Having this new collection type will also allows to easily see if these queries are a performance bottleneck. By incorporating the queries into the class we eliminate the need to expose internal representations to our clients. This gives us the freedom to alter these implementations without fear of violating client contracts.
Having this new collection type will also allows to easily see if these queries are a performance bottleneck. By incorporating the queries into the class we eliminate the need to expose internal representations to our clients. This gives us the freedom to alter these implementations without fear of violating client contracts.

Revision as of 10:06, 3 November 2008

The importance of the DRY principle (Don't Repeat Yourself) is that codifies the idea that every piece of knowledge in a system should have a singular representation. This translates to; knowledge should be contained in a single implementation. The antitheses of DRY is WET (Write Every Time). Our code is WET when knowledge is codified in several different implementations. The performance implications of DRY versus WET become very clear when you consider their numerous effects on a performance profile.

Lets start by considering a feature of our system, say X, that is a CPU bottleneck. Let's say feature X consumes 30% of the CPU. Now let's say that feature X has 10 different implementations. On average, each implementation will consume 3% of the CPU. As this is level of CPU utilization isn't worth considering if we are looking for a quick win, it is unlikely that we'd miss that this feature is our bottleneck. Let say that for some magical reason we have recognized feature X as a bottleneck. Now we are left with the problem of finding and fixing every single implementation. With WET, we have 10 different implementations that we need to find and fix. With DRY we'd clearly see the 30% CPU utilization and we'd have 1/10 the code to fix. Was it mentioned that we don't have to spend time looking for each implementation?

There is one use case where we are often guilty of violating DRY. That is in our use of collections. Let's say we are working with customer data. A common technique to implement a query would be to iterate over the collection and then apply the query in turn to each element.

public class UsageExample {

    private ArrayList<Customer> allCustomers = new ArrayList<Customer>();

    public ArrayList<Customer> findCustomersThatSpendAtLeast(float amount) {
        ArrayList<Customer> customersOfInterest = new ArrayList<Customer>();
        for (Customer customer: allCustomers) {
            if (customer.spendsAtLeast(amount))
               customersOfInterest.add(customer);
        }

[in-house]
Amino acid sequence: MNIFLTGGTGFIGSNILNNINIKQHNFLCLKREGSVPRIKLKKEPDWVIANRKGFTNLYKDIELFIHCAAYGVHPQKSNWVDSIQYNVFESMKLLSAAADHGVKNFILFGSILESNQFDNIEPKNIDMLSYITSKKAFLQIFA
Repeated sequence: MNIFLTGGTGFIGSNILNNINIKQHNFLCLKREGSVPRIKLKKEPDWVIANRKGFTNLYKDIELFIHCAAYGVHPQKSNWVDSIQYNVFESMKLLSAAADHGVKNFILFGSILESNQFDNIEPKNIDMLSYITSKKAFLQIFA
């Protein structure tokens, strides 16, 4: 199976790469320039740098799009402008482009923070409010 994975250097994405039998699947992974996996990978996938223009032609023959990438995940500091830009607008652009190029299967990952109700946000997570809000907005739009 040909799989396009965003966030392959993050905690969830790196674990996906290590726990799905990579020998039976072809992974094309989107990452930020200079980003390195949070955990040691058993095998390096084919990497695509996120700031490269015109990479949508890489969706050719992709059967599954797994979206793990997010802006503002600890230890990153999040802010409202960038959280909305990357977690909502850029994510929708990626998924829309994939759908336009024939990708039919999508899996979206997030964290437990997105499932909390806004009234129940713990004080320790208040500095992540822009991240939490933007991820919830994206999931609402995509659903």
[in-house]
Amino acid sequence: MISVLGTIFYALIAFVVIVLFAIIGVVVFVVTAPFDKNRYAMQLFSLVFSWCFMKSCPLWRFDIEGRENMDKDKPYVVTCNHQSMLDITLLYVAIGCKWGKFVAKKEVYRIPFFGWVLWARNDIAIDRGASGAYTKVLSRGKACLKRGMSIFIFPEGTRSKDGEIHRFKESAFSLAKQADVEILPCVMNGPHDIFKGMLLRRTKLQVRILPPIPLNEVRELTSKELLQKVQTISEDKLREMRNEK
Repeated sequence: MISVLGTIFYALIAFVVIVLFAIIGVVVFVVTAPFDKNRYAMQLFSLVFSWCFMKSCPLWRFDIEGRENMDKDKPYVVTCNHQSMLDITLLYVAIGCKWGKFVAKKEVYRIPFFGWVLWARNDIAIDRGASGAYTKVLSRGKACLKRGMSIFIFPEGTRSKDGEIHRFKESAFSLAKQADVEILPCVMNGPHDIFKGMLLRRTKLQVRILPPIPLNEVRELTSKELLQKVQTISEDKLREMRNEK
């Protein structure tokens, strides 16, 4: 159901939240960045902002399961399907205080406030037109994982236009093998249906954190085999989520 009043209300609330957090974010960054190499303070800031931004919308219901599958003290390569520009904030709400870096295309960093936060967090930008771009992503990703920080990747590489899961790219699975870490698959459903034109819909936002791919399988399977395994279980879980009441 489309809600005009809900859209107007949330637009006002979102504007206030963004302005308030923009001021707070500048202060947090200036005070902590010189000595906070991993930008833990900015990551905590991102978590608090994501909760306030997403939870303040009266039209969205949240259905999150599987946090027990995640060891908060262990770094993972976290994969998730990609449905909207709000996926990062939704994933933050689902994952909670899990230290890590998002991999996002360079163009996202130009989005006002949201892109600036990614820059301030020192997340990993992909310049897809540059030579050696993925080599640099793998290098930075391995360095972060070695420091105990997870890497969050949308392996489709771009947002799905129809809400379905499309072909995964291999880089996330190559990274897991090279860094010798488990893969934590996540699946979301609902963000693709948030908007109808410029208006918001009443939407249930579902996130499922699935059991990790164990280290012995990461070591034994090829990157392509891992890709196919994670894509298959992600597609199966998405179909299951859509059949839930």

return customersOfInterest;
    }
}

By exposing this raw collection to clients, we have violated encapsulation. This not only limits our ability to refactor, it forces users of our code to violate DRY by having each of them re-implement potentially the same query. This situation can easily be avoided by removing the exposed raw collections from the API. In this example we can introduce a new collection called CustomerList. This new class is more semantically in line with our domain. It will act as a natural home for all our queries.

Having this new collection type will also allows to easily see if these queries are a performance bottleneck. By incorporating the queries into the class we eliminate the need to expose internal representations to our clients. This gives us the freedom to alter these implementations without fear of violating client contracts.

public class CustomerList {

    private ArrayList<Customer> customers = new ArrayList<Customer>();
    private SortedList<Customer> customersSortedBySpendingLevel = new SortedList<Customer)();

    public CustomerList findCustomersThatSpendAtLeast(float amount) {
        return customersSortedBySpendingLevel.elementsLargerThan(amount);
    }
}
public class UsageExample {

    public static void main(String[] args) {
        CustomerList customers = new CustomerList();
        // ...
        CustomerList customersOfInterest = customers.findCustomersThatSpendAtLeast(500.00);
    }
}
           

In this example, adherence to DRY allowed us to introduced an alternate indexing scheme with SortedList keyed on our customers level of spending. More important than the specific details of this particular example that following DRY helped us to find and repair a performance bottleneck that would have been more difficult to find were the code to be WET.


By Kirk Pepperdine

This work is licensed under a Creative Commons Attribution 3